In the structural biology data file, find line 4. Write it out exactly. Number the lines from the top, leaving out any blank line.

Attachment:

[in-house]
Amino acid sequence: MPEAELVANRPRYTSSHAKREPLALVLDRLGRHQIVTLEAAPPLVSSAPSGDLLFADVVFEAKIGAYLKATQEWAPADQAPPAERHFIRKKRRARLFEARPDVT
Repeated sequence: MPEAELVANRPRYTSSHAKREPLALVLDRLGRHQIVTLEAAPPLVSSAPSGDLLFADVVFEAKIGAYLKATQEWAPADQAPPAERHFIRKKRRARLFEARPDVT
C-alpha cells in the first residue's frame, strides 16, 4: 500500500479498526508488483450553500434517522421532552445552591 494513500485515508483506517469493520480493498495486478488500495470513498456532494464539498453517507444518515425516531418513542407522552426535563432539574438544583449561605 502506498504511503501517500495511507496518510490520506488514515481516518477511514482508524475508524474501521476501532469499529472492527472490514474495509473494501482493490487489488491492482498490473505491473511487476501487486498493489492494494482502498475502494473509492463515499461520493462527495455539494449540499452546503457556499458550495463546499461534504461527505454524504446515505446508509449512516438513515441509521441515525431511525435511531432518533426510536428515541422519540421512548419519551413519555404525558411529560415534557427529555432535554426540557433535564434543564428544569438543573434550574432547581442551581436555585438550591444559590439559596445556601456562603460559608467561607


C-alpha cells in the first residue's frame, strides 16, 4: 500500500479498526508488483450553500434517522421532552445552591 494513500485515508483506517469493520480493498495486478488500495470513498456532494464539498453517507444518515425516531418513542407522552426535563432539574438544583449561605 502506498504511503501517500495511507496518510490520506488514515481516518477511514482508524475508524474501521476501532469499529472492527472490514474495509473494501482493490487489488491492482498490473505491473511487476501487486498493489492494494482502498475502494473509492463515499461520493462527495455539494449540499452546503457556499458550495463546499461534504461527505454524504446515505446508509449512516438513515441509521441515525431511525435511531432518533426510536428515541422519540421512548419519551413519555404525558411529560415534557427529555432535554426540557433535564434543564428544569438543573434550574432547581442551581436555585438550591444559590439559596445556601456562603460559608467561607